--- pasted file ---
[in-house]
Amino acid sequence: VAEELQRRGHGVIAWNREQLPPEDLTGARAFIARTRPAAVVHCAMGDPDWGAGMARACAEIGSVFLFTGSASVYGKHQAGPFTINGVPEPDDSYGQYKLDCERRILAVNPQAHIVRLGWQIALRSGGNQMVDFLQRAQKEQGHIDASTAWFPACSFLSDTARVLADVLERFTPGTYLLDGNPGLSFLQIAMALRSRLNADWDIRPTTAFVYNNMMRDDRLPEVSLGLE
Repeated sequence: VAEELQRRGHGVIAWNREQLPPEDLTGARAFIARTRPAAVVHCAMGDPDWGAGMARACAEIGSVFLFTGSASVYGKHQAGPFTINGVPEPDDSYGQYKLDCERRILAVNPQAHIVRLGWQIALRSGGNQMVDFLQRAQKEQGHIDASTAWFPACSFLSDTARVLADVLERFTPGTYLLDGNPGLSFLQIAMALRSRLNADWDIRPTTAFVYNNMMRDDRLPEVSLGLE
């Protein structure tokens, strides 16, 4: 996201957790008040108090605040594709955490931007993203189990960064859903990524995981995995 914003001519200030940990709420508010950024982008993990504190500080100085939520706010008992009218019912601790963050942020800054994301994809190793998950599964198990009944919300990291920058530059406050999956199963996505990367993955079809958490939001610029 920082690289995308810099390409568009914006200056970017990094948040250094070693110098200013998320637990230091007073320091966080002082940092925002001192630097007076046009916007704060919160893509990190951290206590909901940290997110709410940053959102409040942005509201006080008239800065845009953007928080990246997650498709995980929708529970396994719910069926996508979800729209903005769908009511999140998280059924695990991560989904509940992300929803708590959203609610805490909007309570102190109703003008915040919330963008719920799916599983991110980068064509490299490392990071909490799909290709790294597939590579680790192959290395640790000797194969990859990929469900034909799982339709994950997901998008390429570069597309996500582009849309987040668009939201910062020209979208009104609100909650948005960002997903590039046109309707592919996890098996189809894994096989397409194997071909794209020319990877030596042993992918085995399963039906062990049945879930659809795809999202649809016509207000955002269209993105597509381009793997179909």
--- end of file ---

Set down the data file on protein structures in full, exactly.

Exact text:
[in-house]
Amino acid sequence: VAEELQRRGHGVIAWNREQLPPEDLTGARAFIARTRPAAVVHCAMGDPDWGAGMARACAEIGSVFLFTGSASVYGKHQAGPFTINGVPEPDDSYGQYKLDCERRILAVNPQAHIVRLGWQIALRSGGNQMVDFLQRAQKEQGHIDASTAWFPACSFLSDTARVLADVLERFTPGTYLLDGNPGLSFLQIAMALRSRLNADWDIRPTTAFVYNNMMRDDRLPEVSLGLE
Repeated sequence: VAEELQRRGHGVIAWNREQLPPEDLTGARAFIARTRPAAVVHCAMGDPDWGAGMARACAEIGSVFLFTGSASVYGKHQAGPFTINGVPEPDDSYGQYKLDCERRILAVNPQAHIVRLGWQIALRSGGNQMVDFLQRAQKEQGHIDASTAWFPACSFLSDTARVLADVLERFTPGTYLLDGNPGLSFLQIAMALRSRLNADWDIRPTTAFVYNNMMRDDRLPEVSLGLE
């Protein structure tokens, strides 16, 4: 996201957790008040108090605040594709955490931007993203189990960064859903990524995981995995 914003001519200030940990709420508010950024982008993990504190500080100085939520706010008992009218019912601790963050942020800054994301994809190793998950599964198990009944919300990291920058530059406050999956199963996505990367993955079809958490939001610029 920082690289995308810099390409568009914006200056970017990094948040250094070693110098200013998320637990230091007073320091966080002082940092925002001192630097007076046009916007704060919160893509990190951290206590909901940290997110709410940053959102409040942005509201006080008239800065845009953007928080990246997650498709995980929708529970396994719910069926996508979800729209903005769908009511999140998280059924695990991560989904509940992300929803708590959203609610805490909007309570102190109703003008915040919330963008719920799916599983991110980068064509490299490392990071909490799909290709790294597939590579680790192959290395640790000797194969990859990929469900034909799982339709994950997901998008390429570069597309996500582009849309987040668009939201910062020209979208009104609100909650948005960002997903590039046109309707592919996890098996189809894994096989397409194997071909794209020319990877030596042993992918085995399963039906062990049945879930659809795809999202649809016509207000955002269209993105597509381009793997179909």